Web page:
Faux fur may be one of the biggest fashion trends of the season, but here’s something pretty unsettling: Some of the fake fur on shelves is actually real animal fur that’s been mislabeled.
The “Today” show’s “Rossen Reports” team underwent an investigation that found that some of the countries biggest retailers including Neiman Marcus, Nordstrom Rack, Belk, Jacadi and Gilt Groupe are selling clothing items that include real fur including rabbit, coyote and raccoon dog advertised as faux.
A Cluny sweater the Rossen team purchased from Nordstrom Rack advertised online as a “faux fur trim silk bamboo blend sweater” turned out to be dyed rabbit fur. A Michael Kors coat purchased from Belk online, and advertised as having a “tailored faux fur collar” arrived in the mail with a tag labeling it as real fur. And those are just some of the examples the team came across.
This isn’t the first time retailers have come under fire for this type of thing: Last year the Federal Trade Commission blasted Neiman Marcus for marketing real fur products as fake fur.
According to the Fur Products and Labeling Act, items that contain real fur must not only be labeled as real fur, but list the animal species, and the animal’s country of origin.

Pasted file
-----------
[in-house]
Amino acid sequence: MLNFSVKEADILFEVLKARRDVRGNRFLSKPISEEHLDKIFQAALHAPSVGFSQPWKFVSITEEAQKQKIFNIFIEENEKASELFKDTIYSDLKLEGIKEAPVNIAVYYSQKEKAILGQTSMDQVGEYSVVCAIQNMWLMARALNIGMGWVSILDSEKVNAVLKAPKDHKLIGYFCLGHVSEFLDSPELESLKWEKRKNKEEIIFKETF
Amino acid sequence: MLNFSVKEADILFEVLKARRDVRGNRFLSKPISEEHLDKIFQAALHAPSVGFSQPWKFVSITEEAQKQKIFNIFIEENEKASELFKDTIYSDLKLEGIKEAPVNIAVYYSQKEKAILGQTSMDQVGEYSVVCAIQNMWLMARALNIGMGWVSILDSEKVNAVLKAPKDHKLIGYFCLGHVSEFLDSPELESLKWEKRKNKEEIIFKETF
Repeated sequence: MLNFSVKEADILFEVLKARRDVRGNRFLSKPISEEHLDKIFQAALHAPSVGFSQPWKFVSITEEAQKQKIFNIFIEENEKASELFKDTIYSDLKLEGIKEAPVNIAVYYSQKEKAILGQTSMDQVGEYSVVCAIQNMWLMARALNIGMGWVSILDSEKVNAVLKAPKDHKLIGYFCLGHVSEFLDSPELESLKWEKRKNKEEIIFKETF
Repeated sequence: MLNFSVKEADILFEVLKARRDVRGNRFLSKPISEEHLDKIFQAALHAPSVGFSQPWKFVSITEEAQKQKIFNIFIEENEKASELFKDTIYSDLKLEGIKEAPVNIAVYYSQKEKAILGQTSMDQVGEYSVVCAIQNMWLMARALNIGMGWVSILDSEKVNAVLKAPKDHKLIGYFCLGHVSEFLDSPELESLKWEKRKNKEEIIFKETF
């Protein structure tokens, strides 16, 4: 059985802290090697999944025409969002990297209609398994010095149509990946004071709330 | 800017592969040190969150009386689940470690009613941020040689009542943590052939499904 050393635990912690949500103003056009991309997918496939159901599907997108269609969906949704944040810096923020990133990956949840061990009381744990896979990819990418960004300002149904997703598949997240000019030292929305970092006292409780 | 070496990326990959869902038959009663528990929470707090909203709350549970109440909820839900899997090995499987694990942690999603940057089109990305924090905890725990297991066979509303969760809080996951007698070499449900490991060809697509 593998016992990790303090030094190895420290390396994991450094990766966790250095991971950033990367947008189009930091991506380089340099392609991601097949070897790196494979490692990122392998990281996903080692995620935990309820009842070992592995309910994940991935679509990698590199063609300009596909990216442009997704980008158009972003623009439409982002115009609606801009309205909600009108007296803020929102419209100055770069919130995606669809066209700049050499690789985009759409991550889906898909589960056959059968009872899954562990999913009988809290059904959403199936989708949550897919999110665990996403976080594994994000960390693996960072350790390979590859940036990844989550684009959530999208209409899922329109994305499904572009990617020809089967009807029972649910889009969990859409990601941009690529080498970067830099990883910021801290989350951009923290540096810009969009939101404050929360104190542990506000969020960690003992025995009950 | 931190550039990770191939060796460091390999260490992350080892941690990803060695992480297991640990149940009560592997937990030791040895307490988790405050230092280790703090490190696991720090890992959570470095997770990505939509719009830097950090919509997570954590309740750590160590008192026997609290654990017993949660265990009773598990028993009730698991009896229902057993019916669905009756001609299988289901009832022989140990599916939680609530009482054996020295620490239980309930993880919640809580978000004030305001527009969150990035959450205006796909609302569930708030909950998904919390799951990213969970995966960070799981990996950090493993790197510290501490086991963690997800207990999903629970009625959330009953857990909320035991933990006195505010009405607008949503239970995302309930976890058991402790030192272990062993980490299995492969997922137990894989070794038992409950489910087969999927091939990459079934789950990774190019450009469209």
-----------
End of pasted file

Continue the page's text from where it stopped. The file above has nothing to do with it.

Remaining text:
So, why do brands do this to begin with? “Some of the good faux furs can be more expensive to use when making jackets or other garments than low-quality animal fur,” Pierre Gryzbowski, who runs the fur-free campaign of the Humane Society of the United States, explained to “Today.” “They may use animal fur just because it’s cheaper.”
Here, some tips to decipher if the fur you’re buying is real or faux:
1. Don’t go by softness alone. Softness doesn’t equal real fur, some fake fur is actually softer than the real thing.
2. If the tip of the fur’s hair tapers to a fine point (like a cat’s whisker), it’s animal fur, not faux.
3. Want to do the ultimate test? Burn a few sample hairs. If it smells like human hair, its real animal fur, but if it smells like chemicals, its faux.